As a website designer, I work with a few different content management systems (CMS). From Squarespace to iPage to Blogger to Wix, there are so many ways to make a smart, useful website for your business.
But if you asked me about my preferences, I’d have to tell you it’s WordPress. The open source website creation tool was created in 2003 and has grown into one of the most popular website platforms out there. When my clients ask me why, I have whole list of reasons for loving it. Here are just a few:
Call me a control freak if you must, but I love the idea of being in charge of my own stuff. When you’re using website builders like Squarespace and iPage, you’re working within their confines. That’s usually fine if you want something dead simple. They are developing products for that sort of audience.
But you’ll also fine that those type of site builders limit what you can do and your control over what you’ve built. WordPress is the best choice for someone who wants to build a website with the right balance of a defined support system and unadulterated freedom.
WordPress is as easy to use as you make it. Users with a wide range of technical knowledge can benefit from it. There are definitely some what-you-see-is-what-you-get (WYSIWYG) aspects of building and using WordPress sites. On the other hand, if you’ve got some coding knowledge or the patience to learn the behind-the-scenes stuff, you can go deeper.
I consider cost as a usability factor, too. Using website builders generally means you’re paying for the infrastructure as well as the service. That’s great if you need hand holding 24/7. (Also, there is no shame in needing that hand holding. You’re already great at running your business and no one expects you to be amazing at everything all at once.)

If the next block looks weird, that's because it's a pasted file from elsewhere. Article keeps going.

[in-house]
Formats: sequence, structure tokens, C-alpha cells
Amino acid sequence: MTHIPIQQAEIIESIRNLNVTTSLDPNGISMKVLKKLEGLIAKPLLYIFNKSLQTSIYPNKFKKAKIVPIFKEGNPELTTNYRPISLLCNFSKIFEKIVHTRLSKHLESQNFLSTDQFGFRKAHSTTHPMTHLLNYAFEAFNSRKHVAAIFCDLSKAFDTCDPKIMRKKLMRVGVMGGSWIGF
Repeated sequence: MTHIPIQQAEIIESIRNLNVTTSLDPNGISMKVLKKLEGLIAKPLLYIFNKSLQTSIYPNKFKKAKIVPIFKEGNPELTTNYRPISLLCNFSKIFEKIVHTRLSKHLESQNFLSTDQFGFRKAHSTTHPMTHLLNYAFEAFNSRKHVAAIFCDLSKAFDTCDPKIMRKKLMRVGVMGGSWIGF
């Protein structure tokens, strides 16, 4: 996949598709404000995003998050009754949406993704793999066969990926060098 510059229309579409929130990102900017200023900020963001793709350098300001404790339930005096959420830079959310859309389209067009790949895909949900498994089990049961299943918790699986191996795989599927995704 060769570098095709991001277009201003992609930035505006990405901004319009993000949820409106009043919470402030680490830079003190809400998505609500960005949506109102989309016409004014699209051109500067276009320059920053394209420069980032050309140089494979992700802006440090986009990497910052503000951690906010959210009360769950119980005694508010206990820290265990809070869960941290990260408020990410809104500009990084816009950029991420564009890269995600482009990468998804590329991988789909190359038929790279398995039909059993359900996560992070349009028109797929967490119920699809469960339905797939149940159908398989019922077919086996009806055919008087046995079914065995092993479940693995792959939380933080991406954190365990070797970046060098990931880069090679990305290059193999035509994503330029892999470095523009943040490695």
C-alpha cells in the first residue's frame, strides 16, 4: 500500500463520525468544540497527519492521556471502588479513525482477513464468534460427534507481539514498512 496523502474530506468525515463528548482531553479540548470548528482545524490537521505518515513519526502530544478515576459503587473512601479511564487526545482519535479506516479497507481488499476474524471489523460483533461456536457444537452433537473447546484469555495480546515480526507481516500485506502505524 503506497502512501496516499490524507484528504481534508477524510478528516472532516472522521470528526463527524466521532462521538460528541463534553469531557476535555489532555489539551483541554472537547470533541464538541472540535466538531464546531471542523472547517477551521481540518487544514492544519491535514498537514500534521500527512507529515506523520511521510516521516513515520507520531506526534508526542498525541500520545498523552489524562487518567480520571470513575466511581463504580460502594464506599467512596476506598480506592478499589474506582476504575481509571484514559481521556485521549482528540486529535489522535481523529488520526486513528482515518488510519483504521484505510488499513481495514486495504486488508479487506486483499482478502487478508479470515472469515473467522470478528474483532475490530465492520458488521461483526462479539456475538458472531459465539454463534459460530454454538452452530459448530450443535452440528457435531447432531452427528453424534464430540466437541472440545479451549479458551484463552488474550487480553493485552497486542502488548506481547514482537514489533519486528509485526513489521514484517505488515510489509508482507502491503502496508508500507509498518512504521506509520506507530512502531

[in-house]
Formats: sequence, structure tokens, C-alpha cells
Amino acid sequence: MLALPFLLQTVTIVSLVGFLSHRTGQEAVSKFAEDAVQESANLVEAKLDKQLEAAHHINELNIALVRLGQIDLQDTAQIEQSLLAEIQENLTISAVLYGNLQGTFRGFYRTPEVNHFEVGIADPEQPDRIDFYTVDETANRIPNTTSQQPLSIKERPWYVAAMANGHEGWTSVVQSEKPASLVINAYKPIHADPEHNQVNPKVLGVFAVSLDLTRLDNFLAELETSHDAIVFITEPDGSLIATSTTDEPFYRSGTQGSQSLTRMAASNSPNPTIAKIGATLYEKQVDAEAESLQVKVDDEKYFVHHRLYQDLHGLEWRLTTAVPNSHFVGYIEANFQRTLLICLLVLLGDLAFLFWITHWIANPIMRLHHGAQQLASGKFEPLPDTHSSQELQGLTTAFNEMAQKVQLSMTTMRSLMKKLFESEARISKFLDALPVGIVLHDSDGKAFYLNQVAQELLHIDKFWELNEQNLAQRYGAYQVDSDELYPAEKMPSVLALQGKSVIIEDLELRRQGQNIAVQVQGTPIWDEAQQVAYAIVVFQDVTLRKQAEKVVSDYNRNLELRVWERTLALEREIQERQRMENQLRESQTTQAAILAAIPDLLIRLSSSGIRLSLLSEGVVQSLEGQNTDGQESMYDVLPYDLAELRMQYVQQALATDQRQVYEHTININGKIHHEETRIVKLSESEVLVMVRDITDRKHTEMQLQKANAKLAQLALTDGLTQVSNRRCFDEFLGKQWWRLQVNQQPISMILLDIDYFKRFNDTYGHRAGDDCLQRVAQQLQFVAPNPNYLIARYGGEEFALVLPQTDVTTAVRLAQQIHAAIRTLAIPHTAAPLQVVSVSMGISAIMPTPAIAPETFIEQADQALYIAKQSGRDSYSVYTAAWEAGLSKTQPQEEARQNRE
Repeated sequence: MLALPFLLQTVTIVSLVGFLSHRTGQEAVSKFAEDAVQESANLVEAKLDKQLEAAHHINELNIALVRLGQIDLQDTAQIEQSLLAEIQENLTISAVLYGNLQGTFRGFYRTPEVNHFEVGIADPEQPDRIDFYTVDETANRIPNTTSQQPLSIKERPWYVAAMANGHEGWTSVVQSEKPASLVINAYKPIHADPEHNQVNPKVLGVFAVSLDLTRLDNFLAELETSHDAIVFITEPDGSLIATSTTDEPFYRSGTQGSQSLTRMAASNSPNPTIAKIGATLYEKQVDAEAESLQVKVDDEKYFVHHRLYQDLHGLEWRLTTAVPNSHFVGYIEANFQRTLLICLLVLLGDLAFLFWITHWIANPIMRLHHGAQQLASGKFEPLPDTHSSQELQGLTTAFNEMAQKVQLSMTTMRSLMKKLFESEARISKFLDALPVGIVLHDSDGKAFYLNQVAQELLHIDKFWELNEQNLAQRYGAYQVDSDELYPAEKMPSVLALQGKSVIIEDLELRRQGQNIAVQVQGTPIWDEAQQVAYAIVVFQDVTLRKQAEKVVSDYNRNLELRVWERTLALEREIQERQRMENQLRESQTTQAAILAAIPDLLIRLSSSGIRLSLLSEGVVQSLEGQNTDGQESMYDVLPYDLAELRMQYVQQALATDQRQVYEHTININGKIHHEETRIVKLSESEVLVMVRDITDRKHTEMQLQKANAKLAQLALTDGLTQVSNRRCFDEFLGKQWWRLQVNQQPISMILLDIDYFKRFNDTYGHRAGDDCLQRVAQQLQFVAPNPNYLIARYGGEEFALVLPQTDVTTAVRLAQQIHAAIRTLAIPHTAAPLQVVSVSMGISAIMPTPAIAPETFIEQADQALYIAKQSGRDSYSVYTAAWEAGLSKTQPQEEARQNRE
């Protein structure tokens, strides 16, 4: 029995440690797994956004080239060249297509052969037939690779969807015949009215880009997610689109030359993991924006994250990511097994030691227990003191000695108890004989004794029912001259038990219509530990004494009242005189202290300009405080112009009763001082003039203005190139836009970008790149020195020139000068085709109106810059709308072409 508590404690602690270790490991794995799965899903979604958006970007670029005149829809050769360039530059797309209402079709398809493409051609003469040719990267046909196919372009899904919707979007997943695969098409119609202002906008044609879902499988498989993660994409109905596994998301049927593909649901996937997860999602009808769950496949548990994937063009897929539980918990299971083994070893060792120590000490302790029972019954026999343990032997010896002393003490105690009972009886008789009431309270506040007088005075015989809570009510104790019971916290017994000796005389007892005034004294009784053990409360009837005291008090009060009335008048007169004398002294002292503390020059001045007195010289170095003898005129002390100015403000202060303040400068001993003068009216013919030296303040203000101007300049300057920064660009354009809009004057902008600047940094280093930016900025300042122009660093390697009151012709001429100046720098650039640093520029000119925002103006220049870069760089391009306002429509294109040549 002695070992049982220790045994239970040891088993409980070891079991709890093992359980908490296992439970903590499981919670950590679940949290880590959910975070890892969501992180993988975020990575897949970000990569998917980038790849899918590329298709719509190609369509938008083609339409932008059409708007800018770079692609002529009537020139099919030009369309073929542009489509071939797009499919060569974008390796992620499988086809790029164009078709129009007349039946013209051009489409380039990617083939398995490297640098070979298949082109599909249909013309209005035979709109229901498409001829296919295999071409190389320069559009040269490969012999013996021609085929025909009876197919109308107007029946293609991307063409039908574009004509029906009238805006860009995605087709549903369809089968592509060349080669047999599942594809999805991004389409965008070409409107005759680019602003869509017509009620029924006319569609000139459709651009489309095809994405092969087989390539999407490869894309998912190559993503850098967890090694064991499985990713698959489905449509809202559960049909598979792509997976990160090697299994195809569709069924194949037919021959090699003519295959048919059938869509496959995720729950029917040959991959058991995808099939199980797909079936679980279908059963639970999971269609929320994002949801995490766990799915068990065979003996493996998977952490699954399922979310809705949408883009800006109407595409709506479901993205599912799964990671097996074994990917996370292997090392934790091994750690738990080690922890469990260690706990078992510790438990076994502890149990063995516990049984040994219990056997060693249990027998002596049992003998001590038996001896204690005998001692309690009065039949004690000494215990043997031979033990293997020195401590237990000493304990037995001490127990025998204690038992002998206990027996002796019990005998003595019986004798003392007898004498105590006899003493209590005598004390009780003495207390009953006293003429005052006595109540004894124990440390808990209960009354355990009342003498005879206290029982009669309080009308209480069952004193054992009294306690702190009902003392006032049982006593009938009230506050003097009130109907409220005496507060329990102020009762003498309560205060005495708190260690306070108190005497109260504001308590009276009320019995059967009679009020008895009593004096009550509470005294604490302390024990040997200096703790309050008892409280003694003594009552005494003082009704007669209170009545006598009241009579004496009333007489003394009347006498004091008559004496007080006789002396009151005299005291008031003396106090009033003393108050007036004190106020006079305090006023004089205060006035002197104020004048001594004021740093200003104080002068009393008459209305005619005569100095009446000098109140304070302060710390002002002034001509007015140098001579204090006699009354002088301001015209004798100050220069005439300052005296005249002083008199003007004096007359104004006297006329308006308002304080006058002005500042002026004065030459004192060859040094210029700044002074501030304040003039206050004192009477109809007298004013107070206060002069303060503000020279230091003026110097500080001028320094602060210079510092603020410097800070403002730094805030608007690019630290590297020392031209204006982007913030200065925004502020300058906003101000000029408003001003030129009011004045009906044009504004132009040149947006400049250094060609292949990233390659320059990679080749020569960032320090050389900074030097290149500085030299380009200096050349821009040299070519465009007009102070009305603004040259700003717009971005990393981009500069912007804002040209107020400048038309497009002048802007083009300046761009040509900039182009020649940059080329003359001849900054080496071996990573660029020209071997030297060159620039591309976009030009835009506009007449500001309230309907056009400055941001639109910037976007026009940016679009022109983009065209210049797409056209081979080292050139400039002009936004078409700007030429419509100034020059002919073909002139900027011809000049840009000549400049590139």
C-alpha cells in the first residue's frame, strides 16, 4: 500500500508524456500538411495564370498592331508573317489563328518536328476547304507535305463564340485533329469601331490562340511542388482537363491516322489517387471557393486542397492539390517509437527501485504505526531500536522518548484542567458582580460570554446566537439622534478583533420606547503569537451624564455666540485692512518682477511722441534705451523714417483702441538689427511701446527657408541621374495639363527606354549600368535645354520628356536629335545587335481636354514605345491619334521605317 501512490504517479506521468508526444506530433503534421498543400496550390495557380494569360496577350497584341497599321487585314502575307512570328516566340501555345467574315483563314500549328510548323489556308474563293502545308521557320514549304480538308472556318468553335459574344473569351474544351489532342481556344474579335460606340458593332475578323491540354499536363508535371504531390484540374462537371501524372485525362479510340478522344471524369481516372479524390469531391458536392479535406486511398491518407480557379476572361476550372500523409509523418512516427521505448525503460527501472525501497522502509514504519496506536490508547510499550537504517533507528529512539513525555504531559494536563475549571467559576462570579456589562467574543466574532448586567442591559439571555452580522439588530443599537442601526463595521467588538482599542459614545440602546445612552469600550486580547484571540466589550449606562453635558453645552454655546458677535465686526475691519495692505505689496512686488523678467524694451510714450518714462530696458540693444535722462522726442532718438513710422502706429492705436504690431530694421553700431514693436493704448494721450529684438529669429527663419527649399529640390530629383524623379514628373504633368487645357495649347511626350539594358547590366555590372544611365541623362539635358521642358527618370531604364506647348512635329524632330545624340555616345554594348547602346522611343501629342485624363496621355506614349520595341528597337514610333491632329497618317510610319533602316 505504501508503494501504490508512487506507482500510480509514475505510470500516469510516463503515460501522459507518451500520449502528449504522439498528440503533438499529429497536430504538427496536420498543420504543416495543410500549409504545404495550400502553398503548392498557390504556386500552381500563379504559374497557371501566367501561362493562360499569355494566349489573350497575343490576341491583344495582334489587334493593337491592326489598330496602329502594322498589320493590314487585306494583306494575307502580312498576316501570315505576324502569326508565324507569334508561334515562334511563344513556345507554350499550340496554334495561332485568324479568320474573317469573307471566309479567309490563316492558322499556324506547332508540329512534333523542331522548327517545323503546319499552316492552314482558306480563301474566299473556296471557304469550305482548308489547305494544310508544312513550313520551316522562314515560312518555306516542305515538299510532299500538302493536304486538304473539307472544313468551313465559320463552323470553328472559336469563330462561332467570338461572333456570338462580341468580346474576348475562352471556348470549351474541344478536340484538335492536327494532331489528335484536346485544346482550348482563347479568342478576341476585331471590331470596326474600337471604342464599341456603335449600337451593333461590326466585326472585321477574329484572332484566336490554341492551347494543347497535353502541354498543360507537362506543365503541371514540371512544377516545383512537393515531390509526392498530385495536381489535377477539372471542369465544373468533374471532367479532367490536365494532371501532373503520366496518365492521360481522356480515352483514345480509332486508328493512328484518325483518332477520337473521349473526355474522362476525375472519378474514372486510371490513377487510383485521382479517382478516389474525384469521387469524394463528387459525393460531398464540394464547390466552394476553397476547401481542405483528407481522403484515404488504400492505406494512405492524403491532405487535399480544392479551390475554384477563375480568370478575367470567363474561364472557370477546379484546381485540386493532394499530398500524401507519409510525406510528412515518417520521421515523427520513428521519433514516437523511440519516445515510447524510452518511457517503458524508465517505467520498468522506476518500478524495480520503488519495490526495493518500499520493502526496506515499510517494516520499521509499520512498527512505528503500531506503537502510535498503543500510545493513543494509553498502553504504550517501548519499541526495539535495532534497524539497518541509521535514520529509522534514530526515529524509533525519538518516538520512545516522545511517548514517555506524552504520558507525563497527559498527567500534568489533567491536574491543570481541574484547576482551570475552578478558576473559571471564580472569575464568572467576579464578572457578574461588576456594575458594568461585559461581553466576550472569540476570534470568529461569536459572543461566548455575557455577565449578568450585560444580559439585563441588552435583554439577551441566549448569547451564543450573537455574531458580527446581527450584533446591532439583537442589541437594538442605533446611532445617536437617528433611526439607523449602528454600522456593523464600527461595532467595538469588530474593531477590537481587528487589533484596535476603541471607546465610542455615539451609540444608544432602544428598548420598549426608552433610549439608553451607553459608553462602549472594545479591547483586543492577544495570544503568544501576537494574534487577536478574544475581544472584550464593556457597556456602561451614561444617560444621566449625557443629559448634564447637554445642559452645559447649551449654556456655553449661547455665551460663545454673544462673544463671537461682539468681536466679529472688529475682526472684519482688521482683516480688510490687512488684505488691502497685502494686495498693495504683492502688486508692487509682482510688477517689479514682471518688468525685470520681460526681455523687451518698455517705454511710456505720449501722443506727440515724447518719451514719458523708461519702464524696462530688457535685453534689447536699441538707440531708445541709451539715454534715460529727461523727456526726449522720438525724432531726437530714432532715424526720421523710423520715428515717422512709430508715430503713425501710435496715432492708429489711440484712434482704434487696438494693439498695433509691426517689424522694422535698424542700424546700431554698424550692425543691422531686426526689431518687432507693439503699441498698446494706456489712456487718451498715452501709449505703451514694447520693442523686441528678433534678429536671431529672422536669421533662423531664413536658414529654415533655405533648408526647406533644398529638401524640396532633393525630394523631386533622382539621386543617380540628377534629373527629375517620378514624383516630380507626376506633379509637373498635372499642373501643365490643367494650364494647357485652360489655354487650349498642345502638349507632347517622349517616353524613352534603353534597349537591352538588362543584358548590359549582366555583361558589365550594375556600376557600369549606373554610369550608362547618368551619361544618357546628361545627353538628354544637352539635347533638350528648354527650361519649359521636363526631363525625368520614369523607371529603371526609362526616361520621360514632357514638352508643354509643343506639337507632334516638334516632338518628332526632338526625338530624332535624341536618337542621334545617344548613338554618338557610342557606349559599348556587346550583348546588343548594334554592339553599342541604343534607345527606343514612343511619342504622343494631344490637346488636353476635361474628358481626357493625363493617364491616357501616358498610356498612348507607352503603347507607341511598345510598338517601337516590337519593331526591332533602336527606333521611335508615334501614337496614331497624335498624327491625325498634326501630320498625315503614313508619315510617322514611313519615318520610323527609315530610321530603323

But if don’t need that, you can build a WordPress website with the cost of a domain and the monthly or yearly cost of the hosting. And if you don’t like the price of the hosting, you can always switch to another host with very little hassle.
When clients ask me about starting a new website, I ask them two questions. The first is what they plan to do with the website and the second is whether they have any website skills. If the answers are “something simple” and “not much,” those website builder sites might be the best choice for starting out. And if you’re never getting much further than a couple of photos, a blog post or two, and some contact information, you’ll never need much more than that.
But if the client tells me they are planning for the long haul and for business growth, I tell them to go with WordPress now. They need something that will grow with them over the years. (Sometimes moving from one of those site builders can be a big pain in the butt because they make it so hard.) WordPress not only works with the most simple placeholder one-page site and can handle a huge, sprawling multi-platform website.
WordPress is wildly popular. I know that popularity doesn’t necessarily equal good. However, the more popular your CMS, the more support you will have out there.
WordPress is established as a trusted CMS. It’s constantly being patched, updated, and maintained. Developers want to develop for it because there are so many users and the system is so rich. Designers are creating templates for it for the same reason. Don’t build this beautiful online home for your business only to realize that you’re left out there alone.